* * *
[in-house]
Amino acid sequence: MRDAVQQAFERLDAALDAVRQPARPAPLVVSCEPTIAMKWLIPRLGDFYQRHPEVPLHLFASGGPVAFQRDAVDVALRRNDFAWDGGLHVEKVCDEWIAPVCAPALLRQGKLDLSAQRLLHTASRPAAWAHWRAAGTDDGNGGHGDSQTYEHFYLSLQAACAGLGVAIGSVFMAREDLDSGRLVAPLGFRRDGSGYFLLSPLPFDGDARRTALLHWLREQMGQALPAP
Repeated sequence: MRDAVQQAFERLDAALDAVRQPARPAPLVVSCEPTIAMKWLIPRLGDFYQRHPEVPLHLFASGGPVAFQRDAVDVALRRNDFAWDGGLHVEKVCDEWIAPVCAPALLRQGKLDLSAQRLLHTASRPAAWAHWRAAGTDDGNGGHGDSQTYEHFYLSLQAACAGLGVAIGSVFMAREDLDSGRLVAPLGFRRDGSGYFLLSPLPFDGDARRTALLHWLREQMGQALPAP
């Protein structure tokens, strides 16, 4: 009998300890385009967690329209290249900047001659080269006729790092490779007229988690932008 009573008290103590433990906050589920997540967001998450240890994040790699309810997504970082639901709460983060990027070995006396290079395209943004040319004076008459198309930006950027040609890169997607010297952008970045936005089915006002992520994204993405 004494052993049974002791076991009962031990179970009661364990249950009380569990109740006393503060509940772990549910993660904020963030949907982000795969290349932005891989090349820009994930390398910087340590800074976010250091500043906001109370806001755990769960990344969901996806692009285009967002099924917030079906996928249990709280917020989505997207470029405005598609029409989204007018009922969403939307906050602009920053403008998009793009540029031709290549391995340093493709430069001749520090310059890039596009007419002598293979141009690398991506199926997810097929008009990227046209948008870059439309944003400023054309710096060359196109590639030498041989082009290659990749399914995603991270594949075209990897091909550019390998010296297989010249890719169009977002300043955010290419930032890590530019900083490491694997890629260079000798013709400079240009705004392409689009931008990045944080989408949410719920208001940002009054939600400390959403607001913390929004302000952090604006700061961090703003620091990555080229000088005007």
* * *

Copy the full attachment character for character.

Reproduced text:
[in-house]
Amino acid sequence: MRDAVQQAFERLDAALDAVRQPARPAPLVVSCEPTIAMKWLIPRLGDFYQRHPEVPLHLFASGGPVAFQRDAVDVALRRNDFAWDGGLHVEKVCDEWIAPVCAPALLRQGKLDLSAQRLLHTASRPAAWAHWRAAGTDDGNGGHGDSQTYEHFYLSLQAACAGLGVAIGSVFMAREDLDSGRLVAPLGFRRDGSGYFLLSPLPFDGDARRTALLHWLREQMGQALPAP
Repeated sequence: MRDAVQQAFERLDAALDAVRQPARPAPLVVSCEPTIAMKWLIPRLGDFYQRHPEVPLHLFASGGPVAFQRDAVDVALRRNDFAWDGGLHVEKVCDEWIAPVCAPALLRQGKLDLSAQRLLHTASRPAAWAHWRAAGTDDGNGGHGDSQTYEHFYLSLQAACAGLGVAIGSVFMAREDLDSGRLVAPLGFRRDGSGYFLLSPLPFDGDARRTALLHWLREQMGQALPAP
């Protein structure tokens, strides 16, 4: 009998300890385009967690329209290249900047001659080269006729790092490779007229988690932008 009573008290103590433990906050589920997540967001998450240890994040790699309810997504970082639901709460983060990027070995006396290079395209943004040319004076008459198309930006950027040609890169997607010297952008970045936005089915006002992520994204993405 004494052993049974002791076991009962031990179970009661364990249950009380569990109740006393503060509940772990549910993660904020963030949907982000795969290349932005891989090349820009994930390398910087340590800074976010250091500043906001109370806001755990769960990344969901996806692009285009967002099924917030079906996928249990709280917020989505997207470029405005598609029409989204007018009922969403939307906050602009920053403008998009793009540029031709290549391995340093493709430069001749520090310059890039596009007419002598293979141009690398991506199926997810097929008009990227046209948008870059439309944003400023054309710096060359196109590639030498041989082009290659990749399914995603991270594949075209990897091909550019390998010296297989010249890719169009977002300043955010290419930032890590530019900083490491694997890629260079000798013709400079240009705004392409689009931008990045944080989408949410719920208001940002009054939600400390959403607001913390929004302000952090604006700061961090703003620091990555080229000088005007």